• How do you think these two couples would rank on
    the Jacobson Marital Roles Scale?
  • Couple O Extremely Traditional
  • Couple 18 Extremely Equalitarian
  • Do you think these couples could have happy
  • Do you see any advantages or disadvantages in
    these two marriages?

Is the Division of Roles More Equal Today?
  • At the University of California, Berkley, a study
    found that the women in senior class had
    clear-cut expectations for the future.
  • 80 thought a career was very important
  • 97 expected to be marry
  • Most expected to interrupt their careers for a
    few years to have children
  • What they did not seem to have thought out or
    discussed with boyfriends was how they would
    divide the work at home.

What men think on this subject
  • 13 male seniors expected to be the one who would
    miss an important meeting at work for a sick
  • Only, 38 expected to share laundry work equally,
    while 38 expected to share cooking.
  • Twice as many women senior expected
  • the man they married to share responsibilities.

Another study done by Berkeley studied 50 couples
in their late 20s and early 30s. There finds
  • Husbands did 1/3 of the household chores, working
    wives did 2/3 of all the daily jobs.
  • Men have more control over when they make their
    contributions. (example, women make dinner, men
    change the oil dinner needs to be made
    every night, where as the oil only
  • needs to be changed every 6 months).

Discussion Questions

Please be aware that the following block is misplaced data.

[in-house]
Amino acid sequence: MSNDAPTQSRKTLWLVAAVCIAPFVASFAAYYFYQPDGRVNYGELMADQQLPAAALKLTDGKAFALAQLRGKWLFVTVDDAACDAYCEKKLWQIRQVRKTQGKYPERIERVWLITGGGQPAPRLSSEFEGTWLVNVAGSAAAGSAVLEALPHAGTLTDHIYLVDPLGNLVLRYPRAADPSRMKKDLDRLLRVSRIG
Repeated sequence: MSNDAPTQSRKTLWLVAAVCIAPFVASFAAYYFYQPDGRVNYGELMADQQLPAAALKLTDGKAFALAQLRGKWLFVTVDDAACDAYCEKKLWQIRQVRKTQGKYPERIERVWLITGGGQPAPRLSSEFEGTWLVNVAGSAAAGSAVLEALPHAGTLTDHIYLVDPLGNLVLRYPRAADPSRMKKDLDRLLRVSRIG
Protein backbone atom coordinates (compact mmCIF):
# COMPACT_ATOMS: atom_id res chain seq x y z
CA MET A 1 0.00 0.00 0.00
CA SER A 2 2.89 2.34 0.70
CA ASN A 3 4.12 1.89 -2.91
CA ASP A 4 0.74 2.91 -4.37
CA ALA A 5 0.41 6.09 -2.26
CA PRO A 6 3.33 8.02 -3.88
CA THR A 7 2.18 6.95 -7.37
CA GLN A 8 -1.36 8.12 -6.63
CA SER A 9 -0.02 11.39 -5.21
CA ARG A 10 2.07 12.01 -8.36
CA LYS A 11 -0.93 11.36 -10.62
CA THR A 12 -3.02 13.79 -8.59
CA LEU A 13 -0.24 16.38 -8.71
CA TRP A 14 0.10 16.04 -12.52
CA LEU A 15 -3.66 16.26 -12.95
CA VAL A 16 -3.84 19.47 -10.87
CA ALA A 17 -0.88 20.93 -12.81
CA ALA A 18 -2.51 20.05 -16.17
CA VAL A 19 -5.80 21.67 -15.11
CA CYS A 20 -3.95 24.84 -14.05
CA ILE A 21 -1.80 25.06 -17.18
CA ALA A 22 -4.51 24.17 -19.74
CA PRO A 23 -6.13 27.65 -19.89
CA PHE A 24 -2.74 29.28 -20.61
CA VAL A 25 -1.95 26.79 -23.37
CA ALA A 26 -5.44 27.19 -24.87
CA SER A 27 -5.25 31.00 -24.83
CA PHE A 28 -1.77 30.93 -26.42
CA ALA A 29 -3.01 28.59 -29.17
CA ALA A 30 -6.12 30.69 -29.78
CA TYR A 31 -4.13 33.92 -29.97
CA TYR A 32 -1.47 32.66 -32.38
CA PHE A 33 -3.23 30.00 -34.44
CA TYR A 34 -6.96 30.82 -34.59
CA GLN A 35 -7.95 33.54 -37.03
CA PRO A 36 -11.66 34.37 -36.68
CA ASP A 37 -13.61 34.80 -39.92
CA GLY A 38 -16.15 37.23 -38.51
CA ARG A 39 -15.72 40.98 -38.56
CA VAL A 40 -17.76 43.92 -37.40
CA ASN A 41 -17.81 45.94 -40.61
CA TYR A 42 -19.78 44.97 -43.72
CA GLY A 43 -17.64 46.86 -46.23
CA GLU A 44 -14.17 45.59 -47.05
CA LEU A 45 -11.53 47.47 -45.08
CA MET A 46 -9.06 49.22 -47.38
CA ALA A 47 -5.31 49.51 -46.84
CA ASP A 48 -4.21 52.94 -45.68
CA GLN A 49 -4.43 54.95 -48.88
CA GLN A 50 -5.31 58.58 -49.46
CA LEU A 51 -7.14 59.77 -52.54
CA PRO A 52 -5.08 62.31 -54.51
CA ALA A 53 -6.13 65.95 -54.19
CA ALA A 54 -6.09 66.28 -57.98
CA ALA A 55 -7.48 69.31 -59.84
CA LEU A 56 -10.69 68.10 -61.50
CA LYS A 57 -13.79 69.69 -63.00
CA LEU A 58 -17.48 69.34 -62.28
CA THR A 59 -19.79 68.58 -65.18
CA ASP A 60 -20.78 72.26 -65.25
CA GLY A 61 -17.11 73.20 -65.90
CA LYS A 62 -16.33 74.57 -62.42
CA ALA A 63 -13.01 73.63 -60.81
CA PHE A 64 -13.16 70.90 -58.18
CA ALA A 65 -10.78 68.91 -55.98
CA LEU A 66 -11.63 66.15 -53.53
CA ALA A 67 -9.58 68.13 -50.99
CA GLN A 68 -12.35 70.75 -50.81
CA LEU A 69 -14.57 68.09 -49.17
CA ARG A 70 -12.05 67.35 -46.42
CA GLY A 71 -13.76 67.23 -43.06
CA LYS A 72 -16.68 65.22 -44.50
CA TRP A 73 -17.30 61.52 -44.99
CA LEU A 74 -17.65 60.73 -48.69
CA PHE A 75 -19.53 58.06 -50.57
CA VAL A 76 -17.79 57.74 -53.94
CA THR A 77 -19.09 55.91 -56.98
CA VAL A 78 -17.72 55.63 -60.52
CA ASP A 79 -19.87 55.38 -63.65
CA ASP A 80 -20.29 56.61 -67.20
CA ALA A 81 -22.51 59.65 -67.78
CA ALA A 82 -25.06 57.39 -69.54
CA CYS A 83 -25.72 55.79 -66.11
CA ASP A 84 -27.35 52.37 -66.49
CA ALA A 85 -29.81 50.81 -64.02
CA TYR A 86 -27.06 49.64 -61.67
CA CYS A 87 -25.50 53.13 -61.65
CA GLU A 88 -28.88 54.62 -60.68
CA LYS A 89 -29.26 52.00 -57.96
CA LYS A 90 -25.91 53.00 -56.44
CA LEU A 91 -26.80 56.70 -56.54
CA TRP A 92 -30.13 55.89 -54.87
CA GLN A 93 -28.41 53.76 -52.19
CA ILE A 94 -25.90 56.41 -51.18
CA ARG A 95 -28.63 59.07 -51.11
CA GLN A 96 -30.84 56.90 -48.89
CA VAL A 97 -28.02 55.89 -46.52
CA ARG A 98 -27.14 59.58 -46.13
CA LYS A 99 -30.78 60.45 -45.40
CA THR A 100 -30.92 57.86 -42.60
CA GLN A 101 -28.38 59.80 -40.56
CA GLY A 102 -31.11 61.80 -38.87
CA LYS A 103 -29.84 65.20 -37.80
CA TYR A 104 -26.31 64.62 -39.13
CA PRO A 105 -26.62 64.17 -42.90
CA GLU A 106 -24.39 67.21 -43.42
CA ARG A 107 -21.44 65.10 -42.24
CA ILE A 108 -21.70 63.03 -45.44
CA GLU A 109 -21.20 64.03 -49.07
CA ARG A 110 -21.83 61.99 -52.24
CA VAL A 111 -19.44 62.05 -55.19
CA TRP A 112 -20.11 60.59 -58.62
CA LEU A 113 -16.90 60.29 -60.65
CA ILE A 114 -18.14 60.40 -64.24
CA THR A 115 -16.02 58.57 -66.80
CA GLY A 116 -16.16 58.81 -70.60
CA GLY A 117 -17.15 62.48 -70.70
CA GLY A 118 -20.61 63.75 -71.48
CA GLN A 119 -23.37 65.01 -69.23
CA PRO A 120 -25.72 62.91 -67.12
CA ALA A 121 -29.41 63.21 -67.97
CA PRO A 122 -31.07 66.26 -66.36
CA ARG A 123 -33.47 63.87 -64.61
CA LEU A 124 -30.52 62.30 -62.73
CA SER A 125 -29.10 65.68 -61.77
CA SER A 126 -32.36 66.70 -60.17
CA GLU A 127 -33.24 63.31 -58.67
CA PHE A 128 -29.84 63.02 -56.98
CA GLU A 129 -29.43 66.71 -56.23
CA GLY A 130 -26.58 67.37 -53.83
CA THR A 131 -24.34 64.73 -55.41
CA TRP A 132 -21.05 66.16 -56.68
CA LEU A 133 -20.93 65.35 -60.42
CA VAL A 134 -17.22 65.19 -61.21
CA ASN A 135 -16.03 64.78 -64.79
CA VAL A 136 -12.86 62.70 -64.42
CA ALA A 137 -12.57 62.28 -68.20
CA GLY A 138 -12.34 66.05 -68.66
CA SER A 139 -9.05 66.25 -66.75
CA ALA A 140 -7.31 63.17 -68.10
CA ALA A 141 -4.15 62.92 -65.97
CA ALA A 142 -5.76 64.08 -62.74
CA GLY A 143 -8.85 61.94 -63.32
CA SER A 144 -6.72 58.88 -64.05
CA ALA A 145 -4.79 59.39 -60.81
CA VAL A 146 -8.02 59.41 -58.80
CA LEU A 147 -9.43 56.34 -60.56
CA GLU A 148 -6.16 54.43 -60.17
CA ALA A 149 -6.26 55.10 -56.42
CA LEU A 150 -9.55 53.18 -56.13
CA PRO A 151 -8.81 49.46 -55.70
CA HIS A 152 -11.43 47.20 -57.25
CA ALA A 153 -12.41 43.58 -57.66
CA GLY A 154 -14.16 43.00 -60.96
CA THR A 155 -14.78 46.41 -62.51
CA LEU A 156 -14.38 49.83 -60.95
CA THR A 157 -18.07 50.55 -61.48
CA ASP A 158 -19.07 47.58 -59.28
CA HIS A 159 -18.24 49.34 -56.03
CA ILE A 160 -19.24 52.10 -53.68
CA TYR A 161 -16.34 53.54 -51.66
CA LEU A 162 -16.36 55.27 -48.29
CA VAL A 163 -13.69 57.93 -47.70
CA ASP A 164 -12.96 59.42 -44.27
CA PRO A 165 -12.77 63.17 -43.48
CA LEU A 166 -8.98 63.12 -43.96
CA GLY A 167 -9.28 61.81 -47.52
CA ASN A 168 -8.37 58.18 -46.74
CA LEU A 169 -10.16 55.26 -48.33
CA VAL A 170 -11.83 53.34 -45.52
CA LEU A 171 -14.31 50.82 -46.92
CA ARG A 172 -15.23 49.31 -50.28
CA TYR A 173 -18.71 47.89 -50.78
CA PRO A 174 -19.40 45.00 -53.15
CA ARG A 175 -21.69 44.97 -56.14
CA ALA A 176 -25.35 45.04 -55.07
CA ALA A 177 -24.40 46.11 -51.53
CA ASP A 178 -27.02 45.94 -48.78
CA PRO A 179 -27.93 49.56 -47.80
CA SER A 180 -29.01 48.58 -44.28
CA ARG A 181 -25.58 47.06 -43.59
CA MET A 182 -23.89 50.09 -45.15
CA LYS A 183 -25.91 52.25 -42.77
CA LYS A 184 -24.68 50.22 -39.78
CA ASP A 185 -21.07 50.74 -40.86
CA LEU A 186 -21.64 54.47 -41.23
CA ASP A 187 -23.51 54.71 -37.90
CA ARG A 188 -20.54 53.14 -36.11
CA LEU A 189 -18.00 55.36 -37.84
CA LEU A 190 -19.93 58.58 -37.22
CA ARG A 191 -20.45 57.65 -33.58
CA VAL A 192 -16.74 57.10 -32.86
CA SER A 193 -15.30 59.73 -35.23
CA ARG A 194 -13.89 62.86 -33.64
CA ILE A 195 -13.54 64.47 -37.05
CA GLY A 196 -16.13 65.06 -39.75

• Do you think roles and responsibilities are
    divided equally in todays marriages?
  • Do you think a wife should be able to work if she
    wants to?
  • What might happen in a marriage between an
    extremely egalitarian female and an extremely
    traditional male?
  • What happens to family roles when a traditional
    wife begins to work full-time?

Discussion Questions
  • What might happen in a marriage where the
    opposite is true?
  • What marital roles do you see in the marriage of
    your family and friends?
  • Do you think they see their marriage in the same
    way you do or do they sometimes have a distorted

  • Angela and Justin had been married for two years.
    They both worked full-time and owned their home.
    They had settled into a regular routine each
    night. Justin loved to cook and Angela was
    grateful because she was never really very good
    at it. Each night Justin would fix dinner while
    Angela started a batch of wash and then went
    outside to work in the yard. The out-of-doors was
    her haven. Pulling weeds, watering, edging and
    mowing the lawn, and picking fruit from their